# Why I Think Jeremy Siegel's Argument Is Flawed

by: Toro

Jeremy Siegel is defending criticism of his argument that Standard & Poor's is incorrectly calculating market profits. Siegel argues that profits within the S&P 500 index should be weighted according to market capitalization, not on an absolute basis as Standard & Poor's currently constructs the estimate of aggregate earnings. Thus, AIG, which has a tiny market cap but a massive loss should have its loss scaled down to the company's relative market cap when tallying up the earnings estimate for the entire index. Using Siegel's methodology, earnings for the S&P 500 in 2008 would have been \$71.50, not \$14.97.

I think this argument is flawed.

Aggregate output in the economy is not calculated based on relative aggregate firm values. Aggregate output is aggregate output, irrespective of theoretical firm values. Aggregate profitability is a function of aggregate output, not a function of theoretical aggregate firm value. Thus, profitability should be viewed holistically.

Let us look at a hypothetical economy of two stocks, both represented in an index. Company A earns \$1 and has a market capitalization of \$100. Company B earns \$2 and has a market capitalization of \$20. Company A has a price/earnings ratio of 100x while Company B has a P/E of 10x. The two companies earn \$3 in aggregate and have a market cap of \$120, giving the index a P/E of 40x.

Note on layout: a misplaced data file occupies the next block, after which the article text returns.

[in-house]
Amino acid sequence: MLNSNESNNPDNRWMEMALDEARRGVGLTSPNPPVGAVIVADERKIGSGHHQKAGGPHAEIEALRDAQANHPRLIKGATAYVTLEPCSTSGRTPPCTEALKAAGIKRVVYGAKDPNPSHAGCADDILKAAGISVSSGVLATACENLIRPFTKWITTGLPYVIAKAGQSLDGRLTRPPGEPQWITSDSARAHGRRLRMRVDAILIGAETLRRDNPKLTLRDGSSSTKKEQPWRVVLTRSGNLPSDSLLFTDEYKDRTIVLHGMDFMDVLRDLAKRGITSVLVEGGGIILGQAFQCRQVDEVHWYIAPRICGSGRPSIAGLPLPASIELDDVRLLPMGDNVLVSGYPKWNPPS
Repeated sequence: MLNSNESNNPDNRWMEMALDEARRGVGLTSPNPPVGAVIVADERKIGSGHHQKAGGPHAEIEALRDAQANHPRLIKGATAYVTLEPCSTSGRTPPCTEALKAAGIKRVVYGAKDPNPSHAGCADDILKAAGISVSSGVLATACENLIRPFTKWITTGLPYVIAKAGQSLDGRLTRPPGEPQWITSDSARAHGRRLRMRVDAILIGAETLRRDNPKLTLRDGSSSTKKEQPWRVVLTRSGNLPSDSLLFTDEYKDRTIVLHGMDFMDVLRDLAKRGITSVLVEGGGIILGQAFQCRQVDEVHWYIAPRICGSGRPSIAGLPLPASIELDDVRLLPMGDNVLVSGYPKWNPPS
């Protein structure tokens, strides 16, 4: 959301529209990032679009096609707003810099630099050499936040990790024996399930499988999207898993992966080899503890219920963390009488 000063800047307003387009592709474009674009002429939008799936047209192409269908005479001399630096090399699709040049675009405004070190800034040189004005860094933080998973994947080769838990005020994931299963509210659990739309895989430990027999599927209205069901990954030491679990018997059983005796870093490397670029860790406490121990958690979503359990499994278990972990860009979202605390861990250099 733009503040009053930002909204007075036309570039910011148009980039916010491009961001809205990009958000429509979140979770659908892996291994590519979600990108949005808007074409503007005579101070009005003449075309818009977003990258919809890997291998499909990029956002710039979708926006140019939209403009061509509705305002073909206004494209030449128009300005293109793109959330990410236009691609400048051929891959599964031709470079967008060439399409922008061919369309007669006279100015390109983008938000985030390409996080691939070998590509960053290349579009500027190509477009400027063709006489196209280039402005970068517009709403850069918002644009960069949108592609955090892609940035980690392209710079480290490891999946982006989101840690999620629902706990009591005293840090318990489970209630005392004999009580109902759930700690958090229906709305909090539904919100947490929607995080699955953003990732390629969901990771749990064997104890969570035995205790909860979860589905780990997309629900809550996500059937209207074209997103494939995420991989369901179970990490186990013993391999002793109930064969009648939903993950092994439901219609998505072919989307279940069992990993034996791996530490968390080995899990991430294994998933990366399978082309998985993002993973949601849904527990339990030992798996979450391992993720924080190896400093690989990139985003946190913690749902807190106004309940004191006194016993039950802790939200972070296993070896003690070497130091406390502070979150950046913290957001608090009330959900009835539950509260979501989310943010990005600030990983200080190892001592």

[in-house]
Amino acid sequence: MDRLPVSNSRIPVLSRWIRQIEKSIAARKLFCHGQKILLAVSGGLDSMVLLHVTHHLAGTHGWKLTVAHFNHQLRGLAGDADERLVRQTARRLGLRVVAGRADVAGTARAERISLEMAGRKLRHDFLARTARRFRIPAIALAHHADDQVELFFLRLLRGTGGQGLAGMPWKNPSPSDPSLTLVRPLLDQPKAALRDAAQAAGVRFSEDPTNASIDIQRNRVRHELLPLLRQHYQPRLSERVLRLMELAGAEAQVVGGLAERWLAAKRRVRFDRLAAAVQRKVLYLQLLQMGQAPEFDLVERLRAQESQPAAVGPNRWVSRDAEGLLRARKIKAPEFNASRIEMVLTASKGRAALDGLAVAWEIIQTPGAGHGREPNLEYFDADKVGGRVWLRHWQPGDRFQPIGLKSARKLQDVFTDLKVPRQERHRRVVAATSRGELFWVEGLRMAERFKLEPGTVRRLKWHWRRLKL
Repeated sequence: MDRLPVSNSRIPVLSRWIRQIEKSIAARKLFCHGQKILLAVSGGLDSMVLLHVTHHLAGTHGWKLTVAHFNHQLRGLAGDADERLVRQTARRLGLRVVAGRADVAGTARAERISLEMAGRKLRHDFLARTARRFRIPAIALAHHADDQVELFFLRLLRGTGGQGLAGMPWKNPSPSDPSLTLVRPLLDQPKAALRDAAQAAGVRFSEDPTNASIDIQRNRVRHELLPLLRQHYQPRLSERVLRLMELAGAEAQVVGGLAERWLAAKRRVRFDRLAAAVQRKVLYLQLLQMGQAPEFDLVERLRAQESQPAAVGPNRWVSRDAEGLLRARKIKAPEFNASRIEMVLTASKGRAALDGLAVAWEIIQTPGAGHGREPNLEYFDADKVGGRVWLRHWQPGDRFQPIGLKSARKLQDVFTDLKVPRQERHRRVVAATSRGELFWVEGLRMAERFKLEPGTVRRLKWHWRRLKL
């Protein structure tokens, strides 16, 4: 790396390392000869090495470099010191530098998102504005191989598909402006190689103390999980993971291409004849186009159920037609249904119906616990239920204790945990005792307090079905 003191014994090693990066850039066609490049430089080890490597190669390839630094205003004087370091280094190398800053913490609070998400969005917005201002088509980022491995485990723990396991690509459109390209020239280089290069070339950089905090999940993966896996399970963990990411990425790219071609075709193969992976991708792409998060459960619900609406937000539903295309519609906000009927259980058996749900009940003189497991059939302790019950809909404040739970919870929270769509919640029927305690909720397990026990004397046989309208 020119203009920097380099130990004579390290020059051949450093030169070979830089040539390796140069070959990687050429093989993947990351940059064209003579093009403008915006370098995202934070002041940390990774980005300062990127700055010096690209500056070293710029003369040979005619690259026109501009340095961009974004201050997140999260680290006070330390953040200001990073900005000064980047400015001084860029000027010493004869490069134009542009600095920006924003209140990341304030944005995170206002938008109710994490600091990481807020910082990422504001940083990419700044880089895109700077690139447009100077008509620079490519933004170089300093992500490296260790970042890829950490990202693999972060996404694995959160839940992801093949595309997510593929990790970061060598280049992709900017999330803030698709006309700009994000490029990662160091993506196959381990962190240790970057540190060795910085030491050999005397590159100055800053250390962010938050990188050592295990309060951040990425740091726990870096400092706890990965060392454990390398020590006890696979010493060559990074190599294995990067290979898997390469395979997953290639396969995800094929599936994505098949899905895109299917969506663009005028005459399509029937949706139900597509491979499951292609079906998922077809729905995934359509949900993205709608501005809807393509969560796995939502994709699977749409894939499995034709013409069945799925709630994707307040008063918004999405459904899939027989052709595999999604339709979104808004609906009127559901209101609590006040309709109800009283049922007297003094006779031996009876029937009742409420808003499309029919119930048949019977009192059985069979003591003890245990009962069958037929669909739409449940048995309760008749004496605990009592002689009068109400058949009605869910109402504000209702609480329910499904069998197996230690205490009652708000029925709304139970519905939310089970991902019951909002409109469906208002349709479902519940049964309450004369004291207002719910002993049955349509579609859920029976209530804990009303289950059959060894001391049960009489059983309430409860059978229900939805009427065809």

However, according to Siegel, Company A's profits should be scaled according to its market capitalization. Thus Company A's earnings should comprise 83% of aggregate profits (\$100/\$120) while Company B should comprise 17%. Using Siegel's methodology, multiplying Company A's earnings of \$1 by 83% and Company B's earnings of \$2 by 17% then totaling the two gives us an aggregate earnings figure of \$1.17. Yet actual profits were \$3, not \$1.17. The P/E of the index using Siegel's methodology would be 103x (\$120/\$1.17), not 40x. How is this an accurate reflection of the true profitability and valuation of the index?

Such a methodology may have other perverse effects. At the peak of the Technology Bubble, tech accounted for roughly 35% of the market capitalization of the S&P 500 but only 15% of aggregate index earnings. If one were looking for yet another reason to rationalize the insane valuations of technology stocks at the time - as so many were - some enterprising strategist could have argued that using Siegel's methodology would have made the technology sector look cheaper. Since the market cap of tech was 35%, adjusting for market cap, tech's profits should have been scaled up to 35%, bringing sector valuations down. Ergo, tech stocks were cheap!

I do have sympathy with Siegel's underlying premise that write-offs in the financial sector have vastly distort the underlying profitability of the S&P 500. I use \$70 as the normalized earnings of the market, which is close to Siegel's figure when he constructs the market cap-weighted earnings. However, valuation is ephemeral and using it to scale aggregate market profitability is not an accurate reflection of aggregate profitability in neither the index nor the economy.